# Hyperbolic Geometry

Hyperbolic Geometry
This is an animation of a square rotating in hyperbolic geometry as represented by the Poincaré Disk Model.

# Basic Description

The geometry with which most people first learned to visual basic shapes such as lines, triangles, and squares is the traditional geometry that most of us are used to, formally called Euclidean geometry. In two-dimensions, Euclidean geometry is viewed in a flat, infinite plane. However, there also exists non-Euclidean geometry, examples of which include the elliptic and hyperbolic geometries.

Triangles in Different Geometries

One way to describe the difference between these three geometries is by comparing each geometry's definition of a triangle. In Euclidean geometry, triangles must have three angles that total to 180 degrees. However, in elliptic geometry, the angles in a triangle must sum to greater than 180 degrees, and in hyperbolic geometry, the angles must sum to less than 180 degrees.

Click here for a summary of the Euclidean, Hyperbolic, and Elliptic Geometries.

# A More Mathematical Explanation

Euclidean geometry is governed by a list of axioms know as the Five Postulates of Euclid, who was a G [...]

Euclidean geometry is governed by a list of axioms know as the Five Postulates of Euclid, who was a Greek mathematician who lived around 300 BC. These five rules are enough to describe an entire geometry, and if we take away only one of these postulates, we will emerge with completely new geometries. This is the case with hyperbolic (and elliptic) geometry. Hyperbolic (as well as elliptic) geometry follows all of the postulates of Euclid except the final one, known as the parallel postulate, which defines parallel lines and will be addressed below.

## Poincaré Disk Model

 Octagon as seen in the Poincaré Disk Model Since hyperbolic geometry is non-Euclidean, this geometry cannot be viewed in a traditional flat plane. There are various models that can be used to represent the hyperbolic plane, but the Poincaré Disk Model will be used in this discussion. The image featured at the top of this page shows a triangle rotating in the Poincaré Disk Model and the animation to the side is an octagon in the model. To learn more about the other models commonly used when dealing with hyperbolic geometry, please click here.

## Parallel Lines

First, we must give the definition of a line in hyperbolic geometry. A line is depicted in the Poincaré disk model as an arc (segment of a circle) that intersects the boundary disk at 90 degree angles (see first image above).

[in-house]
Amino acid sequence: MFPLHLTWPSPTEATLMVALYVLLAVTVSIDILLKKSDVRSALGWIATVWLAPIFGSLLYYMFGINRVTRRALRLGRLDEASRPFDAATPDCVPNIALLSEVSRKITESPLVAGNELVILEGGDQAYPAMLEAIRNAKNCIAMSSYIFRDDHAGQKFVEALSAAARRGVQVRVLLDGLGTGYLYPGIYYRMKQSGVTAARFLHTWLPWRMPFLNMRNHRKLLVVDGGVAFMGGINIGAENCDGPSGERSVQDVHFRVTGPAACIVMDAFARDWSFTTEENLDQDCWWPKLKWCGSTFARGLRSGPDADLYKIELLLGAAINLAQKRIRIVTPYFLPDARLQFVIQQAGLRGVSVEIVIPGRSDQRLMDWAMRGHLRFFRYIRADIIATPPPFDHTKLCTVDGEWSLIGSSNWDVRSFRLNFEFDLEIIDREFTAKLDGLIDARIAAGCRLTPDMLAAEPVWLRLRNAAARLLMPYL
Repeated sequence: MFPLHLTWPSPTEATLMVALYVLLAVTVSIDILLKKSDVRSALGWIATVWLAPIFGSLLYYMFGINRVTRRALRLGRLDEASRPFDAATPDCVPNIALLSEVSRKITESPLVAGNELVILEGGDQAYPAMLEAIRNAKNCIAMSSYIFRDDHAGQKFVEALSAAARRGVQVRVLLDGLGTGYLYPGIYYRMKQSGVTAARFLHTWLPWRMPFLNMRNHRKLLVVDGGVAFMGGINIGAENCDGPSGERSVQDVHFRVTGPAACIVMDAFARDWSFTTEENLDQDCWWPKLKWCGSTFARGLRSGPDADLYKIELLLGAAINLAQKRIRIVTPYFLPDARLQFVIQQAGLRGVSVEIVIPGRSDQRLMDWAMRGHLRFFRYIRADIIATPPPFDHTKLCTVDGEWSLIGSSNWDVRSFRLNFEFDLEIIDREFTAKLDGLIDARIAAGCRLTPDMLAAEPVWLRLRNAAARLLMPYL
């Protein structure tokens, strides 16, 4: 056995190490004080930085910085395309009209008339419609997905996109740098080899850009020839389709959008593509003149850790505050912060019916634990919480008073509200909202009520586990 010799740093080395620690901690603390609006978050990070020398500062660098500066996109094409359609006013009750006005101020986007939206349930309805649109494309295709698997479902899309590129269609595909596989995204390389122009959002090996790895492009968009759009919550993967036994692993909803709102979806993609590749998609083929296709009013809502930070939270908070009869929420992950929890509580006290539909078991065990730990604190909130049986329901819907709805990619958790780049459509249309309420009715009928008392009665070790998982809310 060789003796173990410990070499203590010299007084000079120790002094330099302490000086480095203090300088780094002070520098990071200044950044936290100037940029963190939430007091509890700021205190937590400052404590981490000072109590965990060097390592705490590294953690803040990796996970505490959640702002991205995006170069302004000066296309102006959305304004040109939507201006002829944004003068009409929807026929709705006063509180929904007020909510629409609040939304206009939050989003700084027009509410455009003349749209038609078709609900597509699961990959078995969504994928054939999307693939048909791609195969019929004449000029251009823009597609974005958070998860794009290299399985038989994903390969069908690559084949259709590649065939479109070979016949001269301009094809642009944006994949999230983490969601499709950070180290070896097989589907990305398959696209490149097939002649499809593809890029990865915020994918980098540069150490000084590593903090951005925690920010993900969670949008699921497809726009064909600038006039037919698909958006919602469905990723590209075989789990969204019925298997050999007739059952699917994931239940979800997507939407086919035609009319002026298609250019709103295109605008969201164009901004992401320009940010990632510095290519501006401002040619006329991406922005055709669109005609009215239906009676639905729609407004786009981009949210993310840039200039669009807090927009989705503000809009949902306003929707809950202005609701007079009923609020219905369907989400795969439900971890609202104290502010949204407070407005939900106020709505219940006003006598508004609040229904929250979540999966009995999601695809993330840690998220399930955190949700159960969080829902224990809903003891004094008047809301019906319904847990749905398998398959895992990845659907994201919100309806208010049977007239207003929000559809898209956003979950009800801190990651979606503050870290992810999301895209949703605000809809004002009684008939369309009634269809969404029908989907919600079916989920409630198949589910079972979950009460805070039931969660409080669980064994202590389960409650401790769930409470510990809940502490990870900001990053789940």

In Poincaré disk model, two lines that are parallel to each other in hyperbolic geometry are simply two lines that never intersect each other. However, unlike Euclidean geometry, there are an infinite number of lines parallel to a single line l. Also, parallel lines in Euclidean geometry remain the same distance from each other, while parallel lines in hyperbolic geometry actually curve away from each other.

Let's say we have a line l again and a point P that is not one the line l, and we want to find a line that goes through point P and is parallel to line l (see middle image above). In Euclidean geometry, there would only be one line that would fit this requirement; however, in hyperbolic geometry, there are any infinite number of lines that would pass through point P and be parallel to line l.

## Infinite Boundary

Circles in the Poincaré disk model

You might wonder how we are able to place the entire infinite Euclidean plane in what seems like a finite circular area. However, the Poincaré disk model is not simply a circle, and, in fact, the distances within the Poincaré disk model are not consistent within the entire disk boundary. As we get closer and closer to the outer boundary, the distance increases so that the boundary edge is infinite.

In the image, all of the shapes depicted are circles. The circles seem to become distorted as they near the edge of the disk because the space is compressed. This allows us to create beautiful hyperbolic tilings using the Poincaré disk model.

## Triangles

A triangle in the Poincaré disk model

Triangles in hyperbolic geometry do not have angles that add up to 180 degrees. In fact, their three angles always add up to a number less than 180 degrees and that summation is not a set number for every triangle.

## Elliptic Geometry

The Earth as an Elliptic Model with triangles drawn

Elliptic geometry is another common non-Euclidean geometry. However, there are no parallel lines in elliptic geometry because lines tend to curve towards each other and will always intersect. Also, triangles in elliptic geometry will have angles with a sum above 180 degrees. A good model of elliptic geometry is a sphere, or for a real-life example, the globe. As we can observe from the image, a triangle has angles that deviate from the traditional 180 degree definition when the sphere is observed from a distance (angles 90-50-90). However, this changes when we place a much smaller triangle on a close-up position on the elliptic model. The elliptic plane becomes fairly flat and the triangle contains angles that nearly sum to 180 degrees (90-40-50).

# Teaching Materials

Jos Leys' article about creating a futuristic hyperbolic chamber, http://www.josleys.com/article_show.php?id=83
More basic information about hyperbolic geometry, http://euler.slu.edu/escher/index.php/Hyperbolic_Geometry
To see animations of shapes and lines represented in other models, http://www.mi.sanu.ac.yu/vismath/sazdanovic/space/main.htm
To download Cinderella (a free software) to draw geometry figures in Euclidean, Hyperbolic, and Elliptic geometries,